The Best Way to Appeal to LGBTQ Consumers Is Really Quite Simple: Embrace the Rainbow

The Best Way to Appeal to LGBTQ Consumers Is Really Quite Simple: Embrace the Rainbow

Be first to like this.

This post is also available in: Español Français Português ไทย

Here’s some breaking news for advertisers hoping to win the loyalty of gay customers and our coveted pink dollars: The best way to appeal to LGBTQ consumers is … to appeal to LGBTQ consumers.

Let us explain.

In 2017, Hornet commissioned Nielsen to study how consumers respond to advertisements featuring LGBTQ representation. The results were stunningly conclusive: respondents had greater brand recall, affinity, purchase intent and recommendation intent when viewing LGBTQ-themed advertising than those who saw generic ads.

Furthermore, according to the study, “Over 60% of respondents exposed to the LGBTQ-themed ads agreed that the brands advertised were ‘Progressive’ and ‘Inclusive’ compared to just 56% and 55% of those exposed to the generic advertising.” Ad recall of the LGBTQ ads was 68%, which is 28% higher than ad recall for the generic ads, and recommendation intent was a staggering 60% higher for LGBTQ-themed ads.

Just as crucially, the surveyed group reported a 17% increase in intent to buy with LGBTQ ads, while generic ads garnered only a 13% increase. (See the full study here.)

These results held up across numerous products, from vodka to insurance, and were dramatically illustrated in a colorful infographic.


The respondents in the Nielsen study represent exactly the kind of customer that brands hope to woo — LGBTQ-identified American men between the ages of 18 and 54. These men overwhelmingly described themselves as being willing to pay more for premium products, and as being eager to recommend products they like to family and friends.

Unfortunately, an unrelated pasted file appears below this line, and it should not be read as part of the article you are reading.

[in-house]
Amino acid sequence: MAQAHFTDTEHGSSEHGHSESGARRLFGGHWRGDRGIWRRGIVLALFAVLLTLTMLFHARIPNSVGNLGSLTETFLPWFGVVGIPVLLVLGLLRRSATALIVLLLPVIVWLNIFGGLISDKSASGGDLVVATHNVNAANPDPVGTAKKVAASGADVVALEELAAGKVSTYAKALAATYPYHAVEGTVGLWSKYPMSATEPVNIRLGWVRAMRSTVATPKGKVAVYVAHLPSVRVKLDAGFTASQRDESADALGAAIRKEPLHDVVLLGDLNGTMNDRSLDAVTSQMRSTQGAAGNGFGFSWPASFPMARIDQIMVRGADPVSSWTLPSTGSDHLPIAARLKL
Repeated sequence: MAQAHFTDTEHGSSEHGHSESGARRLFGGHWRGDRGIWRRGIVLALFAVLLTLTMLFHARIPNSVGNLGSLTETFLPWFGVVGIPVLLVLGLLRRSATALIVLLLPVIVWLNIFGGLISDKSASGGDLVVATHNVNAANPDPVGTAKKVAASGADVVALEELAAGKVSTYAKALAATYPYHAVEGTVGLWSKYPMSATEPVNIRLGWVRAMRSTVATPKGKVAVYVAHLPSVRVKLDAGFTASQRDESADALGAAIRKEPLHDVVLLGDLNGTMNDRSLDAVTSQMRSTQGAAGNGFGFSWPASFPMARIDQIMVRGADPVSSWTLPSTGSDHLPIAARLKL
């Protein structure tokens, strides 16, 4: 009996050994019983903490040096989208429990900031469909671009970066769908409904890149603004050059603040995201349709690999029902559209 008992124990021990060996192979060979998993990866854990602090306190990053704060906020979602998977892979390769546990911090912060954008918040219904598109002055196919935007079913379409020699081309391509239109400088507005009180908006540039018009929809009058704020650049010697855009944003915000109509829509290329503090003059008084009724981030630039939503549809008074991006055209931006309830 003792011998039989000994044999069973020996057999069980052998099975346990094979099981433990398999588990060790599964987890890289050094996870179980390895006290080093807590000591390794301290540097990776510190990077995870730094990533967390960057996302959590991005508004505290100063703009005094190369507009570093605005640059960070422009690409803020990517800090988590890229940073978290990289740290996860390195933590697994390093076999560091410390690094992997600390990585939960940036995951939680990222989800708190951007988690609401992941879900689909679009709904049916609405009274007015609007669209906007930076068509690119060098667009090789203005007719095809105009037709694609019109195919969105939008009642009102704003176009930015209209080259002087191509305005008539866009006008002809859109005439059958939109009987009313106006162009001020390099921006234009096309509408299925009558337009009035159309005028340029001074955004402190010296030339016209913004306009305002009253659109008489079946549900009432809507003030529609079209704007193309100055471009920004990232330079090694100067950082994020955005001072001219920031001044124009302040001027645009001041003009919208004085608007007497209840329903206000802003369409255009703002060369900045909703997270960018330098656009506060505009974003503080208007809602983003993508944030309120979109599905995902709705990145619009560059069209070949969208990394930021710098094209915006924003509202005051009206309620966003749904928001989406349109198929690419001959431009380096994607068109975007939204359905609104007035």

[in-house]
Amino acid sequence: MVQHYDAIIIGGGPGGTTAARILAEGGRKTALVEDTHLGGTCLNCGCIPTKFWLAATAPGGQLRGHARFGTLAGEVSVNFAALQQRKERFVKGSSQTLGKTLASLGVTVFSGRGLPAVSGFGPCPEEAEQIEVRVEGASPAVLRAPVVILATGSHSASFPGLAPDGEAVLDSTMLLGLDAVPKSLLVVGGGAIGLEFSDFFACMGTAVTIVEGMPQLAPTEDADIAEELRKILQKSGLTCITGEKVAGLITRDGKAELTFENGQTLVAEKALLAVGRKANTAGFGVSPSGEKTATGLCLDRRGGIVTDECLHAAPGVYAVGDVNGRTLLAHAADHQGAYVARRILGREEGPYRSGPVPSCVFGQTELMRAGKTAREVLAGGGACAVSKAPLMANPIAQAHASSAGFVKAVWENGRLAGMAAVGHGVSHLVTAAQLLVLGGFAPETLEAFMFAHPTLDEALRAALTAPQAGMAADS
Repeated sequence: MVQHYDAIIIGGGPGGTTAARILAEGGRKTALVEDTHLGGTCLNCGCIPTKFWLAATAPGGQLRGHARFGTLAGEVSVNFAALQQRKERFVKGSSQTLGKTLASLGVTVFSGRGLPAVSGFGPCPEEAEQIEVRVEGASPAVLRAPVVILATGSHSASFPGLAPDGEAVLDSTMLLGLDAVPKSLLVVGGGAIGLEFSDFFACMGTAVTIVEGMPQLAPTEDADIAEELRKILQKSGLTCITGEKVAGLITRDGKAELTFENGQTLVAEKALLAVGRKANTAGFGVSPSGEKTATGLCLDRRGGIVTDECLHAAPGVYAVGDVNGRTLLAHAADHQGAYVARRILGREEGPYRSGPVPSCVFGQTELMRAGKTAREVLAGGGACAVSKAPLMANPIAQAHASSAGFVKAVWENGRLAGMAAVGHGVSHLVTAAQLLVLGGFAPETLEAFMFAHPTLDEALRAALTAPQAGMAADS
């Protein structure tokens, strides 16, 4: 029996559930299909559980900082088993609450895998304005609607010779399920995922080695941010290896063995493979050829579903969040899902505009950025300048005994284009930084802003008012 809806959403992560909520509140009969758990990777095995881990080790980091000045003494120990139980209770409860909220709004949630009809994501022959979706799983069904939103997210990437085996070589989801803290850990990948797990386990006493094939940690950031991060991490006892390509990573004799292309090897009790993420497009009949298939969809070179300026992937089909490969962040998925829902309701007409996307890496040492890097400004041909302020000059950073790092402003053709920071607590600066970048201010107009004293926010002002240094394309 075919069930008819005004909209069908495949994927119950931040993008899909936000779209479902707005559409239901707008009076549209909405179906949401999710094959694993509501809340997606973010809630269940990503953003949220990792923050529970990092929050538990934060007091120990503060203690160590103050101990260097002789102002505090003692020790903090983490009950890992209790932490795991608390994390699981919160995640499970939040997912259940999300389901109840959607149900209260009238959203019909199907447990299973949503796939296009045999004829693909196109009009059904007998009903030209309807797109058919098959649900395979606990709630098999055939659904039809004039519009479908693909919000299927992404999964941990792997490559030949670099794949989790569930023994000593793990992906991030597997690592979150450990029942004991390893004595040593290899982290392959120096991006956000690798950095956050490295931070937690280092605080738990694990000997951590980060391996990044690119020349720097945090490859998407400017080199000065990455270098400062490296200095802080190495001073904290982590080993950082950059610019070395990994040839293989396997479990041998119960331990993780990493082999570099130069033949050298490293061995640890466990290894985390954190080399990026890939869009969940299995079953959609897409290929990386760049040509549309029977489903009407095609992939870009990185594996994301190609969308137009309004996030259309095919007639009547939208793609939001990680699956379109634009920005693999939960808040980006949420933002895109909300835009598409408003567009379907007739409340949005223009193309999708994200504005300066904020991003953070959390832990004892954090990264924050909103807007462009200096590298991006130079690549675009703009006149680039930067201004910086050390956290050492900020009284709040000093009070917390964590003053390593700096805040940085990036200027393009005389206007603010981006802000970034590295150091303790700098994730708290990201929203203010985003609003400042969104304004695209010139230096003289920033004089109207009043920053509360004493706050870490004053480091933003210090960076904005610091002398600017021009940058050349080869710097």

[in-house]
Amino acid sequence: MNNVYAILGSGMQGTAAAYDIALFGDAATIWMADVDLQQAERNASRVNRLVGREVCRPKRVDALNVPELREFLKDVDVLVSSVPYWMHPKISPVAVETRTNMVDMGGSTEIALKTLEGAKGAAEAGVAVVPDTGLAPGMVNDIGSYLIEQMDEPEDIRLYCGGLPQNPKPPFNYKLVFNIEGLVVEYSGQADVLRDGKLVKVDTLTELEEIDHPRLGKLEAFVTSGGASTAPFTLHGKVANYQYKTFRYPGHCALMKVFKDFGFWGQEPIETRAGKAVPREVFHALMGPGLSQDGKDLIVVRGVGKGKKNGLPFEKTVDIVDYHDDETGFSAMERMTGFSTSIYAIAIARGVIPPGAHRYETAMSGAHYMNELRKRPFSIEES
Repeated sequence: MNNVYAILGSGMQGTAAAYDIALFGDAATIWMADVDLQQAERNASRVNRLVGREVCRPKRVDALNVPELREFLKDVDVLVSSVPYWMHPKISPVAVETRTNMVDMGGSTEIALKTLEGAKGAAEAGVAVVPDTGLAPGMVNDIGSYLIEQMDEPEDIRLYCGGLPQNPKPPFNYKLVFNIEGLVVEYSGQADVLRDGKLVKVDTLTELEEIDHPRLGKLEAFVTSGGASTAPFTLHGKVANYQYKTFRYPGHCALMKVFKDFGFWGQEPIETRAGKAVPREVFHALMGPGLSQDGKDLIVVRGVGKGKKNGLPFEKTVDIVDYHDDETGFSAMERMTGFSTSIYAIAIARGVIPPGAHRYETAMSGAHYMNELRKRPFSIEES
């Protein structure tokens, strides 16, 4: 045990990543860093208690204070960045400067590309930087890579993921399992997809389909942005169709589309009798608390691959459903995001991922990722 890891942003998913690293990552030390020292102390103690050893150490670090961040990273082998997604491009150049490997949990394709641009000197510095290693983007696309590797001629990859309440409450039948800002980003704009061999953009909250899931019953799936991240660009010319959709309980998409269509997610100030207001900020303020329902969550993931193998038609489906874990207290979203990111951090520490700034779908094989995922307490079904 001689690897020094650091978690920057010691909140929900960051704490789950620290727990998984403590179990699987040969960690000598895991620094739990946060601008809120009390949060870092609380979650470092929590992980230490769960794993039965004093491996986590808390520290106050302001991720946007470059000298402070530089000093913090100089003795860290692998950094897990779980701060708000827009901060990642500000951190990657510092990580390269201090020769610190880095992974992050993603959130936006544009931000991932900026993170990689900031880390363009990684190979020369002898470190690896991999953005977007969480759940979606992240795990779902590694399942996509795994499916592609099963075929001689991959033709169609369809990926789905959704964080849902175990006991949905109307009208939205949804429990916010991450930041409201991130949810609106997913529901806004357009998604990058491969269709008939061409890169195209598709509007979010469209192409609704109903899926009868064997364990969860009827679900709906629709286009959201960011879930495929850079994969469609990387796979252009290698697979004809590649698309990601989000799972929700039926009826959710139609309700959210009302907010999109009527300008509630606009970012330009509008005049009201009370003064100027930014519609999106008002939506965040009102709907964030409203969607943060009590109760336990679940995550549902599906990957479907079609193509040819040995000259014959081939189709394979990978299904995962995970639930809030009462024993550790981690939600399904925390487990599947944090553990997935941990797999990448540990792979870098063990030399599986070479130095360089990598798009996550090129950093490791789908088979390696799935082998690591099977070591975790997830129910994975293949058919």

So to be clear, LGBTQ-themed advertisements make this prized demographic of LGBTQ consumers more likely to remember a product, think positively about a product, purchase a product and recommend it to their entire brunch group.

For Hornet, these results are exciting because they offer numerical proof of a truth most LGBTQ consumers (and queer people in general) implicitly understand — that representation is an incredibly powerful way to drive attitudes and behaviors.

Convincing brands of this truth is often a challenge, with many worrying that they will come off as pandering to queer customers. The answer to this concern is to be careful and conscientious, and preferably to have LGBTQ-identified people on board when creating advertisements that directly market to our community.

Other brands worry about alienating conservative groups if they are too “political,” but we must continually challenge any company that lists inclusivity and progressiveness as values to have the courage to stand behind them, and to court consumers who actually share them.

This doesn’t just mean LGBTQ consumers, but the huge numbers of allies, friends and family who also respond well to positive representation. The ranks of these supportive people are only continuing to grow, while those put off by gay-themed advertising will continue to shrink, and that’s a trend that any forward-thinking brand should want to be a part of.

Especially in the age of hyper-targeted internet advertising, there’s no excuse for high-profile brands not to craft messaging for LGBTQ consumers and LGBTQ spaces. This can create relationships that are beneficial to everyone, with queer customers buying products that align with their values, and advertising dollars being spent on community-owned sites.

As this study confirms, queer customers are eager to give their loyalty and patronage to brands that speak directly to them. So it’s time for major brands to embrace the rainbow if they want the pot of gold.


Featured image by Peopleimages via iStock

Related Stories

Does the Porn of Ancient Pompeii Help Prove the New Testament Isn't Anti-Gay After All?
'Jujutsu Kaisen 0' Voice Actor Kayleigh McKee Is Breaking the Boundaries of Trans Representation in Anime
OK, Let's Try This Whole 'Gay Rom-Com' Thing Again
We Just Want to Pee: Navigating Trans Needs in Gay Spaces